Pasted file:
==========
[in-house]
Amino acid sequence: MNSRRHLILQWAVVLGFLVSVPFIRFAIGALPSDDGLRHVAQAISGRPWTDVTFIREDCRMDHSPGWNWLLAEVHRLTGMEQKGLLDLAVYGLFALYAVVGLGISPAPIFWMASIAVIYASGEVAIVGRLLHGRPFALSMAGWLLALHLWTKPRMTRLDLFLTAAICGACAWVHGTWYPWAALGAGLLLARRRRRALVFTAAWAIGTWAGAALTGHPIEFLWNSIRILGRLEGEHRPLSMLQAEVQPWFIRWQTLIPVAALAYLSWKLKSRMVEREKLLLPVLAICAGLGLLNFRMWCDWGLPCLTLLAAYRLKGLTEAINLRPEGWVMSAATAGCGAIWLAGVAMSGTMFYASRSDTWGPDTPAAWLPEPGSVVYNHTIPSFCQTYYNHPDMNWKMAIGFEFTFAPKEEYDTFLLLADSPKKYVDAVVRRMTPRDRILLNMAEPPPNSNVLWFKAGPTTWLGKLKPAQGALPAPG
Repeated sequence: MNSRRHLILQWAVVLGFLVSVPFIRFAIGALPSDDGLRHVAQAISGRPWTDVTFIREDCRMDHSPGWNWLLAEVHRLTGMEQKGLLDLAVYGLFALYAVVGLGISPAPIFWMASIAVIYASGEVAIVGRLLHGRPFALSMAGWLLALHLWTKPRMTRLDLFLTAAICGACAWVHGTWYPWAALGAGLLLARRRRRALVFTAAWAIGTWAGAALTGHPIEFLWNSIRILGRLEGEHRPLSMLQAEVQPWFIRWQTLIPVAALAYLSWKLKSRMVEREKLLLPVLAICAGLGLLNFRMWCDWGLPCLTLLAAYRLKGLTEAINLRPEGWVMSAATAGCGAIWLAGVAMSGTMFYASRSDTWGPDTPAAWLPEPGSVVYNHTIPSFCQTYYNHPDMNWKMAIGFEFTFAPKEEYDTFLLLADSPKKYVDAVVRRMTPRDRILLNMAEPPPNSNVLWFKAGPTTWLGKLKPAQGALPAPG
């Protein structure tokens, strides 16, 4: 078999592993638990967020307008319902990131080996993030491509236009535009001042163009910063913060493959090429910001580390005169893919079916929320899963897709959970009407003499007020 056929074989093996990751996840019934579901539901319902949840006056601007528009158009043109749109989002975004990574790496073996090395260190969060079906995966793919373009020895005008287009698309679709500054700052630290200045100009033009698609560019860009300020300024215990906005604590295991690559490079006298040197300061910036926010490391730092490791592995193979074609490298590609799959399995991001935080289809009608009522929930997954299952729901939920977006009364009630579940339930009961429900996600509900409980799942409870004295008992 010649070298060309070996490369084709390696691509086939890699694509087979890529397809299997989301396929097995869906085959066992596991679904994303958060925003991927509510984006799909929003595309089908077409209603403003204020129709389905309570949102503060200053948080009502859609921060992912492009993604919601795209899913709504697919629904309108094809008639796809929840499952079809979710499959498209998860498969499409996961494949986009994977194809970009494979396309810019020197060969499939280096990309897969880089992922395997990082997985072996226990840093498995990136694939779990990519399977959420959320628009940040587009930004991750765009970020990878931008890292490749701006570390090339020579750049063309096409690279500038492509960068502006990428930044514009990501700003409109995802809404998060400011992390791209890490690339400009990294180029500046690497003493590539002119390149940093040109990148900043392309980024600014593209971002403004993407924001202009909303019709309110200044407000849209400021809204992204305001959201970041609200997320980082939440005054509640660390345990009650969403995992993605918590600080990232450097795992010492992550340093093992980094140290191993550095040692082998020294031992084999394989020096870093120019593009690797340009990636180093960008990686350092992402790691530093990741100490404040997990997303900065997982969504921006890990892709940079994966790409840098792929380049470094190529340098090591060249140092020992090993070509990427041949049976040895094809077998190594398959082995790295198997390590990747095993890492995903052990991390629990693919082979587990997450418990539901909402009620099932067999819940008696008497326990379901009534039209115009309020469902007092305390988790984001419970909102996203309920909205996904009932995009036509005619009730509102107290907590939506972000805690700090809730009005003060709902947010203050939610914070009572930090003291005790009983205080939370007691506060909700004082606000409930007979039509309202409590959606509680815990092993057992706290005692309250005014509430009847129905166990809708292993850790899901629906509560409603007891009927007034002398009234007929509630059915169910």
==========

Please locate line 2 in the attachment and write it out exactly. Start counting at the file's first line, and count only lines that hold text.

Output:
Amino acid sequence: MNSRRHLILQWAVVLGFLVSVPFIRFAIGALPSDDGLRHVAQAISGRPWTDVTFIREDCRMDHSPGWNWLLAEVHRLTGMEQKGLLDLAVYGLFALYAVVGLGISPAPIFWMASIAVIYASGEVAIVGRLLHGRPFALSMAGWLLALHLWTKPRMTRLDLFLTAAICGACAWVHGTWYPWAALGAGLLLARRRRRALVFTAAWAIGTWAGAALTGHPIEFLWNSIRILGRLEGEHRPLSMLQAEVQPWFIRWQTLIPVAALAYLSWKLKSRMVEREKLLLPVLAICAGLGLLNFRMWCDWGLPCLTLLAAYRLKGLTEAINLRPEGWVMSAATAGCGAIWLAGVAMSGTMFYASRSDTWGPDTPAAWLPEPGSVVYNHTIPSFCQTYYNHPDMNWKMAIGFEFTFAPKEEYDTFLLLADSPKKYVDAVVRRMTPRDRILLNMAEPPPNSNVLWFKAGPTTWLGKLKPAQGALPAPG